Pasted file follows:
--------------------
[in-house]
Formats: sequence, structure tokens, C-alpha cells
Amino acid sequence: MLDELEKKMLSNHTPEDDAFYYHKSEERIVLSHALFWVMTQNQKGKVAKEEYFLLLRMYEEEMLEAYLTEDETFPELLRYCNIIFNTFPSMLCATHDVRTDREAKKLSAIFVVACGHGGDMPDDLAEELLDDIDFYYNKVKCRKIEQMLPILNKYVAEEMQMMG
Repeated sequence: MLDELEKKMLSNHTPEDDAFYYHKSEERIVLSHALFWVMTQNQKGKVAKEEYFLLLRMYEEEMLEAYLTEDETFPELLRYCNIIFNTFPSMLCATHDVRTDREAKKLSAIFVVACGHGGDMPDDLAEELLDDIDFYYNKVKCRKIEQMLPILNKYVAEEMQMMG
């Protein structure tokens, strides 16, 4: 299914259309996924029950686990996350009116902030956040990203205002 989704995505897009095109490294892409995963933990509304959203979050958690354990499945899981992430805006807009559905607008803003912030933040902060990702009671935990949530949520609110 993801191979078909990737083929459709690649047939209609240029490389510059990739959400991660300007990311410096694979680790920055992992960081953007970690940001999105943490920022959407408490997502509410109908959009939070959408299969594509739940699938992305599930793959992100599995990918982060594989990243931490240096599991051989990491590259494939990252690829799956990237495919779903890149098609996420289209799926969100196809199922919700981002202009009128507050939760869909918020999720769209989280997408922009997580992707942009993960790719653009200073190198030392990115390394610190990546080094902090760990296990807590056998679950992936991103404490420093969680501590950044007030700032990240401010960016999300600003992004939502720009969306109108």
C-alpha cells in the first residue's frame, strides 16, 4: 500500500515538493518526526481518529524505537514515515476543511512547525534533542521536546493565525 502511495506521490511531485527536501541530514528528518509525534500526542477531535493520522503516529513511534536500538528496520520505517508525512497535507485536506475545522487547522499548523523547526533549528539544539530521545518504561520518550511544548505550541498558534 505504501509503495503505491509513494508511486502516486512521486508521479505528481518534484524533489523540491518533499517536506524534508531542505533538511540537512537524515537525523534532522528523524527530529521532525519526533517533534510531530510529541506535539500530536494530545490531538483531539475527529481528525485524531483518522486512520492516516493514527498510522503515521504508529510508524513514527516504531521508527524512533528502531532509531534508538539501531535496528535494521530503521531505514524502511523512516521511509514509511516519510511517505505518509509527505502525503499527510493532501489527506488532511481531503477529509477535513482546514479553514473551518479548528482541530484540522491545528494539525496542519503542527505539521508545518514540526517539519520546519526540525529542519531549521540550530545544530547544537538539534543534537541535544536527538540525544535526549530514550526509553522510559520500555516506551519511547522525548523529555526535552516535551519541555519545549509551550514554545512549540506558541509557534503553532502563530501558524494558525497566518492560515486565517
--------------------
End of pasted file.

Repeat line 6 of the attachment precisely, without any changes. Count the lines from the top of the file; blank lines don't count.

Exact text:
C-alpha cells in the first residue's frame, strides 16, 4: 500500500515538493518526526481518529524505537514515515476543511512547525534533542521536546493565525 502511495506521490511531485527536501541530514528528518509525534500526542477531535493520522503516529513511534536500538528496520520505517508525512497535507485536506475545522487547522499548523523547526533549528539544539530521545518504561520518550511544548505550541498558534 505504501509503495503505491509513494508511486502516486512521486508521479505528481518534484524533489523540491518533499517536506524534508531542505533538511540537512537524515537525523534532522528523524527530529521532525519526533517533534510531530510529541506535539500530536494530545490531538483531539475527529481528525485524531483518522486512520492516516493514527498510522503515521504508529510508524513514527516504531521508527524512533528502531532509531534508538539501531535496528535494521530503521531505514524502511523512516521511509514509511516519510511517505505518509509527505502525503499527510493532501489527506488532511481531503477529509477535513482546514479553514473551518479548528482541530484540522491545528494539525496542519503542527505539521508545518514540526517539519520546519526540525529542519531549521540550530545544530547544537538539534543534537541535544536527538540525544535526549530514550526509553522510559520500555516506551519511547522525548523529555526535552516535551519541555519545549509551550514554545512549540506558541509557534503553532502563530501558524494558525497566518492560515486565517